The triptych, Quel Avenir Pour Notre Art? [What Future for Our Art?] (1997) by Congolese pop artist Chéri Samba (b. 1956) presents visual and textual representations of three significant stages in the artist’s life and career. Painted in acrylics in Samba’s characteristic comic strip style he combines self-portraiture, symbolic imagery and textual narratives to pose questions and offer personal perspectives about the history and politics of African art. This work is highly significant in terms of its content and its provenance because the scenes serve as a visual metaphor for the themes that lie at the heart of my doctoral research relating to the ‘othering’ of Africa within Western museums and galleries.
In the first painting Samba depicts himself and Pablo Picasso seated at separate tables, with the latter positioned in the foreground holding a pencil in his right hand next to an empty table covered with a geometrically patterned blue cloth, and the artist seated at the rear table which has four objects assembled on its florally decorated yellow cloth: two masks, a log of wood and a terracotta pot. The white text written above the scene questions the future of ‘our art’ in a world where artists are oppressed and also where, in order to gain international recognition in the art world, they (presumably Samba’s fellow Congolese artists, if not all artists of African descent, or from other areas of the francophone Global South) first have to be accepted in France. The statement closes with the question, ‘Isn’t the museum of modern art racist???’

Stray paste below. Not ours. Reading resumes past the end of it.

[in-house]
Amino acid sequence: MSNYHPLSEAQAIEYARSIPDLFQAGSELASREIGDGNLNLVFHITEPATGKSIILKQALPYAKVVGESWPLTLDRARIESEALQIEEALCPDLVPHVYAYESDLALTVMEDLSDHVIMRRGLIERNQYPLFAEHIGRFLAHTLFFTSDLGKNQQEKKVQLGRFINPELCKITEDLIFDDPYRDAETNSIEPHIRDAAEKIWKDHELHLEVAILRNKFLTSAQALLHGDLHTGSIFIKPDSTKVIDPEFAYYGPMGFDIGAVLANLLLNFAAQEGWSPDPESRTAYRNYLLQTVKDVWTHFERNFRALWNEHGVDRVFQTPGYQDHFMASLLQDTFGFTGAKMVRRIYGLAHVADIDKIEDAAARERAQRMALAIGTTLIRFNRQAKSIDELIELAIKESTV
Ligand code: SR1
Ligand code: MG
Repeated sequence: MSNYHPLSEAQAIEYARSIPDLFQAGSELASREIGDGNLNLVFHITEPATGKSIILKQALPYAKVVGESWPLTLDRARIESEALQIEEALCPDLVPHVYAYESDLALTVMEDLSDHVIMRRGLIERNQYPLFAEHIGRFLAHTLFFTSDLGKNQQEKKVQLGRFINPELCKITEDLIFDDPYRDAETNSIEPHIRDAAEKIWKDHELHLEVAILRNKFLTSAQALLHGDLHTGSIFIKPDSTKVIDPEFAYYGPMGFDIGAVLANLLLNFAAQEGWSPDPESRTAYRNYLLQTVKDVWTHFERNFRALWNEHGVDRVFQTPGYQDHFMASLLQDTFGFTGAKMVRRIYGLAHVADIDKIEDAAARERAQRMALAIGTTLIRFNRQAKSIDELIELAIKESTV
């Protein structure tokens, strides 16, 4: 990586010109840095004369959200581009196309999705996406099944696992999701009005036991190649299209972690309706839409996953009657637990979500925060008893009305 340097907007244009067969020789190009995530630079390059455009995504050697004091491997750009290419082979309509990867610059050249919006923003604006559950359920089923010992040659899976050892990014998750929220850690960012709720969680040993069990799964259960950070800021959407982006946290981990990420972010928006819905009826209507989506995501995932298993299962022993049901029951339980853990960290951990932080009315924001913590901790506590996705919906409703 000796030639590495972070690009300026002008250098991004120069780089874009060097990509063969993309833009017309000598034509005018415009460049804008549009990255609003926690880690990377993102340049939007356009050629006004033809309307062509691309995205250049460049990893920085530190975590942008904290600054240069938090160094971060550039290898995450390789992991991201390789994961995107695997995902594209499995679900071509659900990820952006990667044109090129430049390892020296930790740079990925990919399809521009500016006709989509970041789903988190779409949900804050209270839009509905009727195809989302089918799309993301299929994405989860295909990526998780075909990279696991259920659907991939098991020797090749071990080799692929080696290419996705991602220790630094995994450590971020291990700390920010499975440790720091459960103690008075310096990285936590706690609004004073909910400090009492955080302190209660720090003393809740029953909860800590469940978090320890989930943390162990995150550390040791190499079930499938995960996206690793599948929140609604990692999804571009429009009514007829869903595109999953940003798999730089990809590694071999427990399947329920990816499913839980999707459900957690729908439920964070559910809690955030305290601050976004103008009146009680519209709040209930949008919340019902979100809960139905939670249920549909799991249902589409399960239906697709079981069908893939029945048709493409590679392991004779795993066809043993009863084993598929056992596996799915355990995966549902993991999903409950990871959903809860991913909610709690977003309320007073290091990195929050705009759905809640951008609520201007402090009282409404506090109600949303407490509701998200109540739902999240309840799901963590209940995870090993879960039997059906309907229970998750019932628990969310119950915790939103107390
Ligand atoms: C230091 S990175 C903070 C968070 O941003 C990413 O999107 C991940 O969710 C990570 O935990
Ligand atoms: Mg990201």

Quel avenir pour notre art dans un monde où les artistes vivants sont le plus souvent opprimés? … Une seule solution, c’est d’être accepté en France. Il est parfait que, un artiste a accepté en France est sans doute acceptable partout dans le monde entier. Et qui dit France, dit le musée d’art moderne? Oui, mais … ce musée d’art moderne, n’est-il pas raciste???
(Chéri Samba, 1997)
The second painting shows Samba and Picasso walking side by side as they descend a set of steps in perfect unison towards a museum of modern art, each carrying a painting under the right arm. A brown face, or mask-like image, is partially visible in the centre of both canvases.
The final scene features Samba standing in the middle of a crowd mingling outside the Pompidou Centre in the Beaubourg area of Paris and holding another painting, dated 1989, which announces in bold red letters ‘Pop artist, Chéri Samba’. Two speech bubbles above the group of figures feature opposing views on the exhibition: with the words (in French) ‘Bravo the West! Bravo Cubism! Our museum is yours’ written inside a jagged-edged speech bubble coming from inside the Pompidou’s upper gallery area, and a more rounded bubble displaying the thoughts of a man in the crowd outside, positioned in the foreground facing Chéri Samba and questioning (using a mixture of French and Lingala phrases), ‘But what is this? Isn’t this injustice? Why do they refuse the work of Africans, and yet continue to present the same work (the mask)?’